BIG BELLY SOLAR PROGRAM Q&A Q: H  ow much does one regular trash can at UH hold? A: C  urrent containers on campus hold anywhere from 20-30 gallons. Q: H  ow long can the Big Belly go before it’s full if it doesn’t need to be emptied everyday? A: Big Belly is typically picked up once a week. Q: H ow much money will the Big Belly program save? What will the saved money go toward? A: T he program will save an estimated $95,040 a year. Any money saved will be used for operational expense such as new containers, equipment and supplies. Q: W ill UH eventually phase out all of the regular trash cans and recycling bins and replace them with Big Bellies? A: T  here is hope that most will be phased out. However, there are areas where the solar power units will not work. In those areas, we will need regular (larger) trash receptacles. As well, there are no plans to have them in the parking lots at this time.

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Q: W  hy should this program matter to students? A: S  tudents will find the units easier to use with its larger capacity and it prevents wind blown debris. Q: How much is the program? A: T  he program cost is currently being put together at this time. This cost will include all units, pads for the units, delivery and freight. Campus wide, there will be 91 units. Q: H  ow much does one Big Belly recycling container and trash bin cost? A: U  nit combo unit (trash & recycling) costs $5,589, which includes lifetime WIFI upgrades. Q: When did the pilot program start? A: Mid-November 2010. Q: How many Big Belly’s are on campus? A: T  here is a total of 13 units on campus at this time. There is also a map available that reflects all trash & recycling containers.


FM Leadership Team Earns Professional Credentials Facilities Management actively supports employee professional development and to announce that, since November 2012, 43 FM staff members have successfully prestigious and rigorous IFMA Facility Management Professional (FMP) credential.  FM a total of 65 staff members to have completed the FMP credential process by the end

is pleased earned the is targeting of 2013.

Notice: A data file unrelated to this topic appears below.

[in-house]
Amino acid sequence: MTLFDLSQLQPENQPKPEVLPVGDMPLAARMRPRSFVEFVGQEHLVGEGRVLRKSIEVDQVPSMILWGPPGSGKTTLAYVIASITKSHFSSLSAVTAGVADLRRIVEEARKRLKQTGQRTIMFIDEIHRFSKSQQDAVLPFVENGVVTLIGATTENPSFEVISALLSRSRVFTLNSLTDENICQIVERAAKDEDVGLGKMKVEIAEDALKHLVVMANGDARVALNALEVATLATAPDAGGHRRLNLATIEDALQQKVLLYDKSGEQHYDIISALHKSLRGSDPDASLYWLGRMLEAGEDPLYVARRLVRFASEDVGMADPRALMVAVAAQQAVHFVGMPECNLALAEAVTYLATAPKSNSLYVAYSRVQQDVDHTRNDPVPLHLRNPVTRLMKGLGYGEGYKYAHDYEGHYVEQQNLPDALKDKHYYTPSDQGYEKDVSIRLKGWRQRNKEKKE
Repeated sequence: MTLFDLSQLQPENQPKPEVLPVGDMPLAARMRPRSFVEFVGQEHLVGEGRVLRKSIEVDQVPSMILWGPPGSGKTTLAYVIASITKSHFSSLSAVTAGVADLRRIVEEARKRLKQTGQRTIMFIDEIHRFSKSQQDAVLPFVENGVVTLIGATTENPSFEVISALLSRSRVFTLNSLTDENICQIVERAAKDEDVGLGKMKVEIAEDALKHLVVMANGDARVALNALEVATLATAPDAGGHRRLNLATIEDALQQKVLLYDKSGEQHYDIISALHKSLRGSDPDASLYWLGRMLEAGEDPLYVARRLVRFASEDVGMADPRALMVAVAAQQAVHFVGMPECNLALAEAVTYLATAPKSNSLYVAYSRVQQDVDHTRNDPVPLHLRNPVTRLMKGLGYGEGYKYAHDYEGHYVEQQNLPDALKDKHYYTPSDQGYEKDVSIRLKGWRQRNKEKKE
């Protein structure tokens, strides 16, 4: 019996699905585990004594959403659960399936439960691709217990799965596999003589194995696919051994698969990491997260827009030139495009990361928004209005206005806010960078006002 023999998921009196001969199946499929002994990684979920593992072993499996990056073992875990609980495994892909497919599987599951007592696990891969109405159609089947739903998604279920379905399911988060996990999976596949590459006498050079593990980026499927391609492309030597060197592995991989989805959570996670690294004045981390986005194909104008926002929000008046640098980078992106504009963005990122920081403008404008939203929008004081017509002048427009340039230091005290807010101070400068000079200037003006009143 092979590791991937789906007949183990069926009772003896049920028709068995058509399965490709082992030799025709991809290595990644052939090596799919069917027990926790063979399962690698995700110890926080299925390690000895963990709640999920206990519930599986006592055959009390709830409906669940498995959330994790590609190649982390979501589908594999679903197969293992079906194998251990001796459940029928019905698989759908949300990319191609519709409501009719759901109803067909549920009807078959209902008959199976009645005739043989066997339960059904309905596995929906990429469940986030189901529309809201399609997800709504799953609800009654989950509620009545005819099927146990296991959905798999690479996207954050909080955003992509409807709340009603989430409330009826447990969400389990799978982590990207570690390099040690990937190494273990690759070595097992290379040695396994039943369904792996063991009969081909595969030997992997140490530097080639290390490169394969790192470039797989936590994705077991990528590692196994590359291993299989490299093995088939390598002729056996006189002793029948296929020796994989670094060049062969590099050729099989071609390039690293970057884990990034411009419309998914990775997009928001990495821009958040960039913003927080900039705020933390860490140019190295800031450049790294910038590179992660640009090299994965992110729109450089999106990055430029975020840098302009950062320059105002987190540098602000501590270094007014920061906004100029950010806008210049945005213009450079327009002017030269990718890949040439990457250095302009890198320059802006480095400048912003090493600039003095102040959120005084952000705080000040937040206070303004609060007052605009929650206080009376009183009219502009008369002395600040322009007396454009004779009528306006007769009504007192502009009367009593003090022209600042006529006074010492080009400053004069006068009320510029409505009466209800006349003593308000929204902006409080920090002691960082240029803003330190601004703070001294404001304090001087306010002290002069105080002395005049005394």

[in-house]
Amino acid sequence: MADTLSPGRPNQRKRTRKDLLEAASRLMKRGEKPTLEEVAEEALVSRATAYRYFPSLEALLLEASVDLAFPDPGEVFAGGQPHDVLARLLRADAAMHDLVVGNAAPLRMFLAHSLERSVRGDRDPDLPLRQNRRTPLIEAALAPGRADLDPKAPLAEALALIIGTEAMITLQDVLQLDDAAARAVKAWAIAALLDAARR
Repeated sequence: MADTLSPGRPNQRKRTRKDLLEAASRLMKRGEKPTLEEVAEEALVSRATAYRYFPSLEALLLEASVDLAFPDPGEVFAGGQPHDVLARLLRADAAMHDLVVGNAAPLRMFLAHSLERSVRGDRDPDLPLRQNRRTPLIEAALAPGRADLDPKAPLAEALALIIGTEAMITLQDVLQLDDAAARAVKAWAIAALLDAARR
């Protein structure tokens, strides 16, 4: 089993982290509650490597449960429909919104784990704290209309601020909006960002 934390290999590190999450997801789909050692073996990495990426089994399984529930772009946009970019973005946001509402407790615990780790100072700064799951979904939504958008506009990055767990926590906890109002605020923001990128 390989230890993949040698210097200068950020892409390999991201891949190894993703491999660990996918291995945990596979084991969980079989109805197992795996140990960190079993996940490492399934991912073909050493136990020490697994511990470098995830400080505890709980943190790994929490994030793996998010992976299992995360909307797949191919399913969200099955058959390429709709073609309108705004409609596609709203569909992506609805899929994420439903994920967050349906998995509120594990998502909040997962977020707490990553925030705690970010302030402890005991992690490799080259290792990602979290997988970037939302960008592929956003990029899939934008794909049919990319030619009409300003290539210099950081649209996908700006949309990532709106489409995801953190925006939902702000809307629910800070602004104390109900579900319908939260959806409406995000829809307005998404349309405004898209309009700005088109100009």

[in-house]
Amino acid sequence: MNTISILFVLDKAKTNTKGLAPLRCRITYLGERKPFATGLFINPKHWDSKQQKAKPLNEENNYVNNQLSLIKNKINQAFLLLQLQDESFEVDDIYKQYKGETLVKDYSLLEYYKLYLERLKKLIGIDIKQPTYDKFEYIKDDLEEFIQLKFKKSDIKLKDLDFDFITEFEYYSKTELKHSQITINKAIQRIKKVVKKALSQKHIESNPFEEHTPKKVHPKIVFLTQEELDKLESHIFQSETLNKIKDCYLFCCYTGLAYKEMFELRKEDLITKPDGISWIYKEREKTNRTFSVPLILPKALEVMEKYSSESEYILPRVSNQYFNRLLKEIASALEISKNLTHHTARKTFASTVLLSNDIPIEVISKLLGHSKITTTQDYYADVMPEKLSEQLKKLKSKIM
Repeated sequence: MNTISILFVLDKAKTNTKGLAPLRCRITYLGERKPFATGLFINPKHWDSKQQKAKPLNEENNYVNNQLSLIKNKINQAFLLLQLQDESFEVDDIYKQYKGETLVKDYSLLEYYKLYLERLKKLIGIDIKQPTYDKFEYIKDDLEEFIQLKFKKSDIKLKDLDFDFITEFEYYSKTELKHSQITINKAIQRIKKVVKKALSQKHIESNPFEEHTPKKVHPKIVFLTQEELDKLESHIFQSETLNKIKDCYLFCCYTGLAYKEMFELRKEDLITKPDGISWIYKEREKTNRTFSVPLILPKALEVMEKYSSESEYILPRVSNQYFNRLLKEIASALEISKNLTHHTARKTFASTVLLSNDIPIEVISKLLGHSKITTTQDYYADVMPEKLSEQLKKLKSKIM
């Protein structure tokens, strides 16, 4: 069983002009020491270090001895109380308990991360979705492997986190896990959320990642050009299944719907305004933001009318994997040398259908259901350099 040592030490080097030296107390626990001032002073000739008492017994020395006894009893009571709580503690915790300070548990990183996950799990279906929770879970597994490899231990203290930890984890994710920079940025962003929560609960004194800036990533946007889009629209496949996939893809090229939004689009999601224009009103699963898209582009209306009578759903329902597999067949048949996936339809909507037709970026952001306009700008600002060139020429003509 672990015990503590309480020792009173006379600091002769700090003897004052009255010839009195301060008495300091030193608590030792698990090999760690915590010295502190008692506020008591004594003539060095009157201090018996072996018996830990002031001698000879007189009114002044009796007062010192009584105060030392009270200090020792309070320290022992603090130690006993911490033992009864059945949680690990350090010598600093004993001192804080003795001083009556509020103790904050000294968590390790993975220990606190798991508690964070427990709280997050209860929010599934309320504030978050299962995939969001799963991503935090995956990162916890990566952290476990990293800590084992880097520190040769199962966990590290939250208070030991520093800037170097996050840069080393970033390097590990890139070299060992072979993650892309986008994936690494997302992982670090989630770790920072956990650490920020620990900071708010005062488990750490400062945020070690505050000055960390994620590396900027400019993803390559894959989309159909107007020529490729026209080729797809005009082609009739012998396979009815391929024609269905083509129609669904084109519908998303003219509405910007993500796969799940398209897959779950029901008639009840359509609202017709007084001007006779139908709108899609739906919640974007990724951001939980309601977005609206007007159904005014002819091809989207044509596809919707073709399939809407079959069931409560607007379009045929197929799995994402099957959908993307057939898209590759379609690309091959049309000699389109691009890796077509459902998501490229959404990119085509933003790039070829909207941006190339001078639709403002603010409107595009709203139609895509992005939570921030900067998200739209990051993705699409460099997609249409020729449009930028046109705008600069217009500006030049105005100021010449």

The FMP credential is offered through the International Facilities Management Association’s (IFMA) certification program and is an internationally-recognized comprehensive industry standard of foundational knowledge and skills. This knowledge-based credential is earned through a rigorous course of study in four domains: operations and maintenance, project management, finance and business essentials, and leadership strategy and planning. FM staff members who have received their FMP credential: Brittanee Adams, James Ballowe, Jerry Bogna, Michael Burriello, Ted Hair, Sameer Kapileshwari, Joe Morris, Ray Mosley, Jim Norcom, Avinash Rahurkar, Cynthia Ramos, George Rea, Melissa Rockwell-Hopkins, Jacquie Vargas, Carlos Villarreal, Roger Warner, Mike Aguilar, Henry Anderson, Richard Day, Karina Duran, Jack Enochs, Shannon Jones, Kathy Kabus, Ken Oliver, James Prochaska, Barry Simmons, Rey Tajonera, Susan Vail, Michael Washington, Mike Wetzel, Mike Wheeler, Craig Whitfield, Steve Wright, Sammy Baker, Kimberly Burks, Jessie Craig, Sean Furman, Jack Gill, Art Hajecate, Greg Hanley, Juan Olivarez, Beverly Neighbors Ross, and Liliana Simmonds. Facilities Management has additional professional development opportunities underway. IFMA’s SFP is an assessment-based program with a specialty credential in sustainability and is intended for practitioners with a baseline of FM industry knowledge and who are interested in expanding an expertise in sustainable facility management. The SFP covers three focus areas: strategy and alignment for sustainable facility management, management of sustainable facilities, and operation of sustainable facilities. FM is targeting a total of 65 staff members to have earned the SFP credential by the end of 2013.  In addition to the FMP and SFP, FM supervisors, managers and leadership will also participate in emergency certification training in preparation for storm season. This schedule of professional development opportunities is aggressive but Facilities Management leadership is committed to preparing staff with the necessary portfolio of skills and credentials to continue to serve as a university resource for stewardship, sustainability and emergency preparedness. In fact, Melissa Rockwell-Hopkins, Executive Director, and Jacquie Vargas, Communications Manager, just recently earned national recognition from IFMA for outstanding achievement in facility management training and professional development. The awards recognized their effort, involvement, and support of facility management education as key to FM’s continued commitment to successful professional development program.